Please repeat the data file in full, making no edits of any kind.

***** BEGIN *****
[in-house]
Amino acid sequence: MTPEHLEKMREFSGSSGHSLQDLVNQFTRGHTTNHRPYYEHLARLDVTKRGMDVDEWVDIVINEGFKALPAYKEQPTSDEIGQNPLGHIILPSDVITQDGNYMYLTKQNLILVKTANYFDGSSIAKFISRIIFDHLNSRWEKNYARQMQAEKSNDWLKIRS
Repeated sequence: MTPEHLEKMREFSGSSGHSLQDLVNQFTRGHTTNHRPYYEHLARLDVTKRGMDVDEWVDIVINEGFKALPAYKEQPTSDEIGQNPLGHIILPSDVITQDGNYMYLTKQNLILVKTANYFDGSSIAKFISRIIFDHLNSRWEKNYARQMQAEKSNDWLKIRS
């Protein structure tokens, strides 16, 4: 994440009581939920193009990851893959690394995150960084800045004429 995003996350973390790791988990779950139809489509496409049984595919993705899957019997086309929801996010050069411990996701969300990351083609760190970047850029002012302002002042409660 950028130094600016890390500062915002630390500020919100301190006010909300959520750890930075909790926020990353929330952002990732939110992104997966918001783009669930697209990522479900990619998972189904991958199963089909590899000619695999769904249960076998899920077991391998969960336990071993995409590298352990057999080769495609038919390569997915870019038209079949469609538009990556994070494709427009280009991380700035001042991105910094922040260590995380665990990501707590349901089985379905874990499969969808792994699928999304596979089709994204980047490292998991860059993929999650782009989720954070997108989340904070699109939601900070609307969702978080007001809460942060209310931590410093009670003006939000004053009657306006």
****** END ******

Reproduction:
[in-house]
Amino acid sequence: MTPEHLEKMREFSGSSGHSLQDLVNQFTRGHTTNHRPYYEHLARLDVTKRGMDVDEWVDIVINEGFKALPAYKEQPTSDEIGQNPLGHIILPSDVITQDGNYMYLTKQNLILVKTANYFDGSSIAKFISRIIFDHLNSRWEKNYARQMQAEKSNDWLKIRS
Repeated sequence: MTPEHLEKMREFSGSSGHSLQDLVNQFTRGHTTNHRPYYEHLARLDVTKRGMDVDEWVDIVINEGFKALPAYKEQPTSDEIGQNPLGHIILPSDVITQDGNYMYLTKQNLILVKTANYFDGSSIAKFISRIIFDHLNSRWEKNYARQMQAEKSNDWLKIRS
């Protein structure tokens, strides 16, 4: 994440009581939920193009990851893959690394995150960084800045004429 995003996350973390790791988990779950139809489509496409049984595919993705899957019997086309929801996010050069411990996701969300990351083609760190970047850029002012302002002042409660 950028130094600016890390500062915002630390500020919100301190006010909300959520750890930075909790926020990353929330952002990732939110992104997966918001783009669930697209990522479900990619998972189904991958199963089909590899000619695999769904249960076998899920077991391998969960336990071993995409590298352990057999080769495609038919390569997915870019038209079949469609538009990556994070494709427009280009991380700035001042991105910094922040260590995380665990990501707590349901089985379905874990499969969808792994699928999304596979089709994204980047490292998991860059993929999650782009989720954070997108989340904070699109939601900070609307969702978080007001809460942060209310931590410093009670003006939000004053009657306006």